TuneIn has removed access for UK listeners to the majority of radio stations based outside the country due to licensing reasons – possibly including ours. TuneIn has been forced to geoblock nearly all non-UK internet radio from its service for UK listeners, so the app has now been rendered unusable for SCIFI.radio listeners.
Sony and Warner Music are behind a High Court battle against TuneIn, who say TuneIn was liable for both direct and authorising infringement in connection to all but the UK-based stations contained in its app.
TuneIn argued it was simply connecting users to streams owned by radio stations, and acted as simply a search engine for radio, just ‘communicating the music contained in each radio station’s stream to the public’. The judge didn’t accept TuneIn’s argument that it was just a search engine, similar to Google, saying users can do so much more than search, such as browse music by genre and artist. While the ruling was made last November, the changes are only just now being made, with users complaining on social media that they can no longer listen to stations from outside the UK.
TuneIn Support is responding by saying: “Due to a court ruling in the United Kingdom, we will be restricting international stations to prohibit their availability in the UK, with limited exceptions. We apologize for the inconvenience..”
A spokesperson for Sony Music commented that TuneIn is “unlawfully redistributing and commercialising links to unlicensed music on a widespread scale.”
Major record companies Warner Music UK Ltd (“Warner Music”) and Sony Music Entertainment UK Ltd (“Sony Music”) account for more than half the market for digital sales of recorded music in the UK, and about 43% globally.
TuneIn Inc. (“TuneIn”) is a San Francisco-based developer of an online platform which provides a service that indexes and enables its users to access the online feeds of radio stations from around the world. TuneIn provides its users with hyperlinks to radio streams that are freely available on the Internet.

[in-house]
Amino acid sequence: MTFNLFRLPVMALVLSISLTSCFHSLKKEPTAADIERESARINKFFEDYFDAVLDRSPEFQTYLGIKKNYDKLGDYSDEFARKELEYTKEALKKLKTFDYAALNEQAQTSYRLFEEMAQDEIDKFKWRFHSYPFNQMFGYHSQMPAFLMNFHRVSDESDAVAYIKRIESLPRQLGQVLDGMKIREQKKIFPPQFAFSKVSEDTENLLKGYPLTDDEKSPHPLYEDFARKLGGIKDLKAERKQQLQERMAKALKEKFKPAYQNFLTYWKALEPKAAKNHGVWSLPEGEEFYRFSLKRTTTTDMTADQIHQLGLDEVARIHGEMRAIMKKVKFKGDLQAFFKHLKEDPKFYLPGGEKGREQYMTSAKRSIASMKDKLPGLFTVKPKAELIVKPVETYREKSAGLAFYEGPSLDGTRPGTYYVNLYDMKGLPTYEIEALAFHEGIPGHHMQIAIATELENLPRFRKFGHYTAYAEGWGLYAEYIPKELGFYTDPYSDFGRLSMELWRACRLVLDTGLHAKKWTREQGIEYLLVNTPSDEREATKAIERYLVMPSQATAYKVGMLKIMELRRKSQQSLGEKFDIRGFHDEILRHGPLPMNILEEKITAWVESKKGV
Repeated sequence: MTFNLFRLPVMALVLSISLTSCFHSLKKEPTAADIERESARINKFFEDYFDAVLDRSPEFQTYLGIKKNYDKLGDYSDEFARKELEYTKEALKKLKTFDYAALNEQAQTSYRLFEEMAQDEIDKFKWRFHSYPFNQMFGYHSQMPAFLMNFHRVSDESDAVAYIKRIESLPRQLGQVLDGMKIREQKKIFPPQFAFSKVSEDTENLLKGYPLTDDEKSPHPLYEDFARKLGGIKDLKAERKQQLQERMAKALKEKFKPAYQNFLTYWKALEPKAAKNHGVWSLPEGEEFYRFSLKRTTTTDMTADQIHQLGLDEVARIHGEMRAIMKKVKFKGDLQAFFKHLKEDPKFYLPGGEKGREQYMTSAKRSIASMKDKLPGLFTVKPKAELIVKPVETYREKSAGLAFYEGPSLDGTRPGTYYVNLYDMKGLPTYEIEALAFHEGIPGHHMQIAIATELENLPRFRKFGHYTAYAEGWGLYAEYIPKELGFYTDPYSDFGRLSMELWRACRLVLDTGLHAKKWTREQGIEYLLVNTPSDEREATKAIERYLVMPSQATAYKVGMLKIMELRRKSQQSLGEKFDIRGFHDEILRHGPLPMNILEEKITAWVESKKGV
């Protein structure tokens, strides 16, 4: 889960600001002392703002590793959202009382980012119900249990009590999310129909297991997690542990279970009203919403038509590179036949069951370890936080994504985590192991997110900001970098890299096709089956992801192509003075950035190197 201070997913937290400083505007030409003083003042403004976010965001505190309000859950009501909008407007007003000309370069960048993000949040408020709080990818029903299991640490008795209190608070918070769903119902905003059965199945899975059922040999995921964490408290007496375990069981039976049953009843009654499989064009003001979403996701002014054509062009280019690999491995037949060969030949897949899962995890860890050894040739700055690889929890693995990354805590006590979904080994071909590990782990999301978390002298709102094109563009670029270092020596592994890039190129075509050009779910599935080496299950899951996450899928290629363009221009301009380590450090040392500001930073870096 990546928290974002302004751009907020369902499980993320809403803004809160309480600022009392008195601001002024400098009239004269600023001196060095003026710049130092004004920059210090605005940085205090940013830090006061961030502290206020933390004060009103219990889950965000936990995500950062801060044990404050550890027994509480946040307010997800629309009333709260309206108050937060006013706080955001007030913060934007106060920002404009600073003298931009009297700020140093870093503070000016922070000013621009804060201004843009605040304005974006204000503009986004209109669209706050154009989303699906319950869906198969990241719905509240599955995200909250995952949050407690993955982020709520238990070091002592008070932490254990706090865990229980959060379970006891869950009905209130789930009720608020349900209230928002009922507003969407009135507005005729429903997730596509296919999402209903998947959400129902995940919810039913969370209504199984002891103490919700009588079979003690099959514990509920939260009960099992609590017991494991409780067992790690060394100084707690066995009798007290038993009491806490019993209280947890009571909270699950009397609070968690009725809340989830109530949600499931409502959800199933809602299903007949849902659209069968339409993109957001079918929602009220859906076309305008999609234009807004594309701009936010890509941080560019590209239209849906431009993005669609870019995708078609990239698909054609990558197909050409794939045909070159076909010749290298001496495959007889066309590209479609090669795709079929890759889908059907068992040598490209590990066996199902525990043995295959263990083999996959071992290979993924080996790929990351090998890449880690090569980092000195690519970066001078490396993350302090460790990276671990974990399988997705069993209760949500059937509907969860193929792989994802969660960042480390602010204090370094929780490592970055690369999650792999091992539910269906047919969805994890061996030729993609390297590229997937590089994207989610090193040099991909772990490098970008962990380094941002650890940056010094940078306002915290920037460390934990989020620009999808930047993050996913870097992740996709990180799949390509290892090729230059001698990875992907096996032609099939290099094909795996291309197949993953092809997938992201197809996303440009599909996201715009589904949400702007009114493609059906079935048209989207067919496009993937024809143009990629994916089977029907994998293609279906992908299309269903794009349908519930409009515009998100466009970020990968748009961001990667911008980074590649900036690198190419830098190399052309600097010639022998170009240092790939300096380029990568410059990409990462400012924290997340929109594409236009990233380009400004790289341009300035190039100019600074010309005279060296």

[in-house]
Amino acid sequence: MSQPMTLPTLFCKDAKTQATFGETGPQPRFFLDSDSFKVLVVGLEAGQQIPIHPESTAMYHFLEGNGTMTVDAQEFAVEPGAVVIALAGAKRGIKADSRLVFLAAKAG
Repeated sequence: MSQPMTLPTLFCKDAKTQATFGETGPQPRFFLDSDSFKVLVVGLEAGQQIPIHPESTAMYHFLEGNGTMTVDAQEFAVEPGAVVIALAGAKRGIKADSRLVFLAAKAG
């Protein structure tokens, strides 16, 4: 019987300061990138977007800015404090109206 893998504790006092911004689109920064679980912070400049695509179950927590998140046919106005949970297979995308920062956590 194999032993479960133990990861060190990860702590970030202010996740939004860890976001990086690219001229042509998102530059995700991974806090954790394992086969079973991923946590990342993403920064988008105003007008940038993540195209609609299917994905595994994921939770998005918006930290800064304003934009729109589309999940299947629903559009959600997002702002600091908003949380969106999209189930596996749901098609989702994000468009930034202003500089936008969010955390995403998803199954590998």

TuneIn launched in 2002, and in the beginning indexed radio streams without seeking permission from the stations that broadcast them. This was reasonable, as they were already publically available on the internet and findable by search engines. Over the years, TuneIn capitalised on technological innovations and bolstered its monetisation of its service by using deep links, pre-roll and in-stream advertisements targeted at users within their particular territories. It was this increase in sophistication that the judge in the case pointed to as the pivot point of TuneIn’s alleged copyright violations.
Fortunately for SCIFI.radio, one of the pivotal elements of the law suit had to do with geotargeting, i.e., selectively broadcasting certain content for certain countries. This demonstrates curatorship of content, which tends to undermine safe harbour arguments. Radio stations which do not broadcast content selectively by geographic region, as far as we can tell (not being lawyers ourselves) should be generally exempt from this kind of legal scrutiny. That said, the case was tried under UK law, and does not ordinarily bear legal ramifications outside the United Kingdom.
Listening to SCIFI.radio in the U.K.
If you were using your Alexa device to listen to SCIFI.radio via TuneIn, you’re probably currently blocked from doing so. A workaround is to download the free SCIFI.radio player app to your phone, and then connect your phone to your Alexa smart speaker via Bluetooth. It’s a bit of a hassle, but it does work.
Of course, you can still listen via the SCIFI.radio web site. That isn’t restricted the way TuneIn is, since it comes directly from the source.
SCIFI.radio is currently working on creating a new Alexa Skill that delivers our radio stream to Alexa smart speaker devices directly without having to be routed through TuneIn first, thereby sidestepping the TuneIn issue altogether. We expect to release the skill later this month (November 2020).